The Congress will resume preparations for the December 5 bypolls, which are seen as former chief minister Siddaramaiah’s first major challenge after the high command reposed its faith in him despite some leaders seeking his ouster by questioning his credibility.
Last week, Siddaramaiah was appointed the Leader of the Opposition (LoP) in the Legislative Assembly amid stiff resistance from a section of party leaders. He is also the Congress Legislature Party (CLP) leader.
Now, Siddaramaiah is virtually in full control of the party - his key aide S R Patil is the Leader of the Opposition in the Legislative Council whereas Dinesh Gundu Rao, who is seen as close to him, is the Karnataka Pradesh Congress Committee (KPCC) president.
On Tuesday, AICC general secretary in-charge of Karnataka, K C Venugopal will chair a meeting to take stock of the party’s preparedness for the crucial bypolls. The Congress will fight the polls under Siddaramaiah’s watch.
But a section of senior leaders within the party argued with the high command that Siddaramaiah had had his chance: He was chief minister for a full five-year term and the party lost the 2018 Assembly polls. Still, Siddaramaiah was appointed CLP leader and inducted into the Congress Working Committee. The party lost the 2019 Lok Sabha polls badly in the state. And some of Siddaramaiah’s loyal MLAs defected, causing the fall of the coalition. None of this deterred the high command from reposing its faith in Siddaramaiah.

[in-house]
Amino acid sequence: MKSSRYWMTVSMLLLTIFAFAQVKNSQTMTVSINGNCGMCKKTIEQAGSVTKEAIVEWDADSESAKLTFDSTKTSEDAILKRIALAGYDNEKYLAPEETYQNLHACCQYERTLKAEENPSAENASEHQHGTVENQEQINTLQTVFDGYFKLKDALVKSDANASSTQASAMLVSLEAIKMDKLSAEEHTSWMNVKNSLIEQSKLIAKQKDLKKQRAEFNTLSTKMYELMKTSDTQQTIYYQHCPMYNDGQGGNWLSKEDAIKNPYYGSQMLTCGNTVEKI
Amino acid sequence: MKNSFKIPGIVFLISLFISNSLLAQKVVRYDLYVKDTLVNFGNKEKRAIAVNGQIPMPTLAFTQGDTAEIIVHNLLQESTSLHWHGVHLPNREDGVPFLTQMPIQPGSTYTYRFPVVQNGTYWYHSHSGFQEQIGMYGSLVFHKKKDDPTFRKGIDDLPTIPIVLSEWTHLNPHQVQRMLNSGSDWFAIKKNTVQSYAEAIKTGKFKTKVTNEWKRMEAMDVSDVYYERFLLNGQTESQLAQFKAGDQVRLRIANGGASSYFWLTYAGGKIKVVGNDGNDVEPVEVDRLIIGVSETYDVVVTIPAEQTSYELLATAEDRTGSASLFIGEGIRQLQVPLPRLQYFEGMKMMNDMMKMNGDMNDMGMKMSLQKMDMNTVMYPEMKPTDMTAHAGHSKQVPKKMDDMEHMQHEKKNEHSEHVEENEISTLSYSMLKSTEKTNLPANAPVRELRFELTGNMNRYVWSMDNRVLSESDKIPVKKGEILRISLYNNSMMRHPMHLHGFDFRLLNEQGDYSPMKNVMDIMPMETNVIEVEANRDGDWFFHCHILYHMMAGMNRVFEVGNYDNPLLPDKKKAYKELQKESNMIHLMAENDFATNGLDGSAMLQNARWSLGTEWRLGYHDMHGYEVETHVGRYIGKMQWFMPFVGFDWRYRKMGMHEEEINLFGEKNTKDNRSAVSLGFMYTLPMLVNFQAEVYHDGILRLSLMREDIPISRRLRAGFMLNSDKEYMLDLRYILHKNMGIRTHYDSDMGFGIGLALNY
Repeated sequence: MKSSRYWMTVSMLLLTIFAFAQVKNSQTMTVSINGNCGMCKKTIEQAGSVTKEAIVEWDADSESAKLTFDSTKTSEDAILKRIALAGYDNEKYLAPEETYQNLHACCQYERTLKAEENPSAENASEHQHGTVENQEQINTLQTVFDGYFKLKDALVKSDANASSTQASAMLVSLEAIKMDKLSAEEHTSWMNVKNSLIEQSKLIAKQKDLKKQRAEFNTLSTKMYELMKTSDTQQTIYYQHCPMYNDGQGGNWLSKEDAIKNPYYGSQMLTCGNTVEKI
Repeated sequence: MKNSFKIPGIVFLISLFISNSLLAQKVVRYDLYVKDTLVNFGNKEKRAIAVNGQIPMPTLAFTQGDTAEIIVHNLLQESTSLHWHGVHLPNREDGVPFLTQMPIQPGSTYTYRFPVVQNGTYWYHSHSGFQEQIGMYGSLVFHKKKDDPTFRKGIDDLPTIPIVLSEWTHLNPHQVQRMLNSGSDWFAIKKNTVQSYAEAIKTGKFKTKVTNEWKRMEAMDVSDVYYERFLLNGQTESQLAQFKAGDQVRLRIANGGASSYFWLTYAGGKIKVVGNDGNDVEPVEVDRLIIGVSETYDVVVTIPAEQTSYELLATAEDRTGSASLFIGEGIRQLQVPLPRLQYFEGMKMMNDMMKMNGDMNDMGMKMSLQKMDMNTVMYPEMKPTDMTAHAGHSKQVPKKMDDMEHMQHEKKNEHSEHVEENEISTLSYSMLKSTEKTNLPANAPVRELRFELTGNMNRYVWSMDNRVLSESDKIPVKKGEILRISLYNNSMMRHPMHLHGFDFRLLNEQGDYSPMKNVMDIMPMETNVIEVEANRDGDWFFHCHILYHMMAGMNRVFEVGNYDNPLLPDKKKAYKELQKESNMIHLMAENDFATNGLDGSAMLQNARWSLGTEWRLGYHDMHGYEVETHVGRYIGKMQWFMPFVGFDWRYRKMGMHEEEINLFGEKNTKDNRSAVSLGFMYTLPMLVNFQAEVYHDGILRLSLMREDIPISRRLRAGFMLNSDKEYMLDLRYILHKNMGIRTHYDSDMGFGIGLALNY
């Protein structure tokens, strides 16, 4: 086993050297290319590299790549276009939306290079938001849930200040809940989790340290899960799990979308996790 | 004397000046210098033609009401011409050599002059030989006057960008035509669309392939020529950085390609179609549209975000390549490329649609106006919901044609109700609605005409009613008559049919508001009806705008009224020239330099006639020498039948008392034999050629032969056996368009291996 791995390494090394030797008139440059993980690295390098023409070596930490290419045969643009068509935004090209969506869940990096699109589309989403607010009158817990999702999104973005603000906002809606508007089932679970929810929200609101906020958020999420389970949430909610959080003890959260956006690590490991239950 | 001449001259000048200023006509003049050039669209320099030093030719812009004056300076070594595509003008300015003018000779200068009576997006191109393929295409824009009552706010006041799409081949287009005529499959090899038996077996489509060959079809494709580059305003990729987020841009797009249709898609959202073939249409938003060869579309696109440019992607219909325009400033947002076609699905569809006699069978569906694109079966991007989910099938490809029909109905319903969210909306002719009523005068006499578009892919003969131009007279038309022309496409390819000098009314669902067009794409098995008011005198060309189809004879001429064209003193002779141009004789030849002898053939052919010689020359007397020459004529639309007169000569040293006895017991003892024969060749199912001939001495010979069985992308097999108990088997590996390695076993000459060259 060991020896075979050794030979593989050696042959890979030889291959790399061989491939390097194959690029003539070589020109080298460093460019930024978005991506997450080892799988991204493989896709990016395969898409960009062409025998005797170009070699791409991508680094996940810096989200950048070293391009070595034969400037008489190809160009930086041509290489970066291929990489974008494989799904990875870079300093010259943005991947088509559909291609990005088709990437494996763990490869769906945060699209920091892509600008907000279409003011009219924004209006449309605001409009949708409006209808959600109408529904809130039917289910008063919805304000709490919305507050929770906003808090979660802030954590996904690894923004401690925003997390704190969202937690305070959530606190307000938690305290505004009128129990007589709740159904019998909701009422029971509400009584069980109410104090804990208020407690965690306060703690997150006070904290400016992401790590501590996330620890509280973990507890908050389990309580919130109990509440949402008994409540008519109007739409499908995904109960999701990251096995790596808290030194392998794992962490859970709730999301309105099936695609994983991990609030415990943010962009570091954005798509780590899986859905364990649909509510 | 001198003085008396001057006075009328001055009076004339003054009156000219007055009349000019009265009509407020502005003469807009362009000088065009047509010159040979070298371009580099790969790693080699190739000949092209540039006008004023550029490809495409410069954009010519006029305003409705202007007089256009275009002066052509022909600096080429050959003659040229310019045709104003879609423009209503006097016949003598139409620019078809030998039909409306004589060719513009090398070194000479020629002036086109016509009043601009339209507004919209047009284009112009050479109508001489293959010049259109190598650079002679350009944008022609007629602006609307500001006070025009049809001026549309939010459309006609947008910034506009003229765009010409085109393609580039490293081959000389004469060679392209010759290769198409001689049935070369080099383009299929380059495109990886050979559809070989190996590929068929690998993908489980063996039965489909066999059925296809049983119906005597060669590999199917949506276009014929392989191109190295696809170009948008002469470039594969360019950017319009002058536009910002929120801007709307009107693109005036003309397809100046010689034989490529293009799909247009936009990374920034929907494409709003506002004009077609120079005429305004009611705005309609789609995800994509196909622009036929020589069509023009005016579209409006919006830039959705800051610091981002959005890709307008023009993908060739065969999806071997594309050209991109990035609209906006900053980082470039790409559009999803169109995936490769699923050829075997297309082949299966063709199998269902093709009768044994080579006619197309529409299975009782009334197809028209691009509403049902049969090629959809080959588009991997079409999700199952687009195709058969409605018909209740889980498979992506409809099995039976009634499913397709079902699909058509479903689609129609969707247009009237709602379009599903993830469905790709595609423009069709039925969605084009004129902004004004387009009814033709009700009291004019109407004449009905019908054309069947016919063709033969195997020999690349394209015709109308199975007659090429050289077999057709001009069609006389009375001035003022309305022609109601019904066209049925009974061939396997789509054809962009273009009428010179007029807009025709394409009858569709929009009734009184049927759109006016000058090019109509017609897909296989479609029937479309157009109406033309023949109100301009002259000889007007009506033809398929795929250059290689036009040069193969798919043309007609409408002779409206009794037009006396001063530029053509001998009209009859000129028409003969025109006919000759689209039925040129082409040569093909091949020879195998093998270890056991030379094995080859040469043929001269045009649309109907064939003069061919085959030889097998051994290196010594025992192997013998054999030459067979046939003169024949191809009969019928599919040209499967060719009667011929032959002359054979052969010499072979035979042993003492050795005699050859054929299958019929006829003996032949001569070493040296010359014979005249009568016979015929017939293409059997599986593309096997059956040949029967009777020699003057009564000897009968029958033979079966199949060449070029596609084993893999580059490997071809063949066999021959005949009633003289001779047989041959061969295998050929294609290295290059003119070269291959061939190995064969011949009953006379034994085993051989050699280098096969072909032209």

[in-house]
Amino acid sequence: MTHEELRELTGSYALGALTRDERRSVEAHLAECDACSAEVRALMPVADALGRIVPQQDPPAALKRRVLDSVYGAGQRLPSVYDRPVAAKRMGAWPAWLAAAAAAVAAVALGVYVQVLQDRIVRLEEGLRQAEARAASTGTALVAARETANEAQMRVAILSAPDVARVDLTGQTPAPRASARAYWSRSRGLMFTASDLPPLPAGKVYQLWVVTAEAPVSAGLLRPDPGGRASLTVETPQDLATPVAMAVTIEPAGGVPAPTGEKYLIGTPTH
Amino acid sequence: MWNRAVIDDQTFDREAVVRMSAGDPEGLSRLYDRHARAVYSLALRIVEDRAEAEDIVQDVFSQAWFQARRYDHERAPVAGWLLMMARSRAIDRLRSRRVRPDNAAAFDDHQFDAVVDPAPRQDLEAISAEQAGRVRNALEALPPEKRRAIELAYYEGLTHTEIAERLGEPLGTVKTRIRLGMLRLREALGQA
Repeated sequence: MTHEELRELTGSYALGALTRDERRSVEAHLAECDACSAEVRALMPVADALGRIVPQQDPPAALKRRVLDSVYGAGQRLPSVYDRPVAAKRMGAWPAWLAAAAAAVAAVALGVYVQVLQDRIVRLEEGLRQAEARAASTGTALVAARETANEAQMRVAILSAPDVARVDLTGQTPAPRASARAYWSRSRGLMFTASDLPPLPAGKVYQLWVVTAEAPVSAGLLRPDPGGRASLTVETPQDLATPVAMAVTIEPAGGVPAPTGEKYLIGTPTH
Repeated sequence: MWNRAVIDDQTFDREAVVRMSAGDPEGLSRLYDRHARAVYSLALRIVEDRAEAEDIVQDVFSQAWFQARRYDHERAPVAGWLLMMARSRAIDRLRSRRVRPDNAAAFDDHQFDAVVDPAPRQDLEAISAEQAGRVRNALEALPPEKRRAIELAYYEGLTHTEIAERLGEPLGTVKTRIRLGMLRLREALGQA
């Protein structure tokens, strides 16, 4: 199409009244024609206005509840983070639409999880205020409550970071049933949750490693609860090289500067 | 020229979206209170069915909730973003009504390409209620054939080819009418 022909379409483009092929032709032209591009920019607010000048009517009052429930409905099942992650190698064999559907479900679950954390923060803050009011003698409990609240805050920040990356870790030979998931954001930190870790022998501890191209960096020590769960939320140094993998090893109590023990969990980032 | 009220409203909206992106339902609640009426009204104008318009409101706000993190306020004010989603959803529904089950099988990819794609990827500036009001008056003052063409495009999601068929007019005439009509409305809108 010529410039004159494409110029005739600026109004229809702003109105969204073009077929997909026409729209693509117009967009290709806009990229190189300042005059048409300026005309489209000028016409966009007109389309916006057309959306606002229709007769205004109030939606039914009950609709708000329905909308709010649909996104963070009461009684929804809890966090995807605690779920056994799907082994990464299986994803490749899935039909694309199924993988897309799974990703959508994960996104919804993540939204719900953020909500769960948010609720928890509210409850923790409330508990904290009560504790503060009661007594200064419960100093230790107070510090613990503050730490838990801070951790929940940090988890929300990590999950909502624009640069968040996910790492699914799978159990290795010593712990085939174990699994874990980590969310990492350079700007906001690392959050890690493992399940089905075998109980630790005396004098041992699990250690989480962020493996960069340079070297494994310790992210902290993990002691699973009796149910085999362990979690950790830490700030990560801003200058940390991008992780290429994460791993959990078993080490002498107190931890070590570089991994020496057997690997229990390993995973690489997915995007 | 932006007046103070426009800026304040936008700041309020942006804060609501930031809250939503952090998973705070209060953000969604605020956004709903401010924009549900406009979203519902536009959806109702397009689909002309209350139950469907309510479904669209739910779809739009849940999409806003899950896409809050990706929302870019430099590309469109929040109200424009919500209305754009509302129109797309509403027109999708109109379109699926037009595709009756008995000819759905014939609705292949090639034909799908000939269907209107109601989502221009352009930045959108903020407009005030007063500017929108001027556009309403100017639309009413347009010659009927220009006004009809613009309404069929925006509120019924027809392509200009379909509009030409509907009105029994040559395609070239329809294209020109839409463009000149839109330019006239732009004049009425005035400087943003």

“Siddaramaiah’s mass appeal is unmatched,” one leader said. “Siddaramaiah might have lost from the Chamundeshwari Assembly segment and his Ahinda plan may have failed, but not many can attack the BJP so directly like he can.”
According to the leader quoted above, a “mild threat” by Siddaramaiah to the party’s leadership was one of the factors that worked in his favour. “He did indicate that he would leave and some blackmailing was involved with MLAs loyal to him indulging in a show of strength seeking his appointment as the LoP.”
Siddaramaiah has been tasked with rebuilding all that the party has lost, including the support of the minorities, backward classes and Dalits (Ahinda).
It is said that Siddaramaiah is keen to establish himself again in the Old Mysuru region because “he’s like a fish out of water in the Mumbai-Karnataka region.” The Varuna Assembly constituency, represented by his son Yathindra, seems to be the only viable opening. “Then, what will his son do?”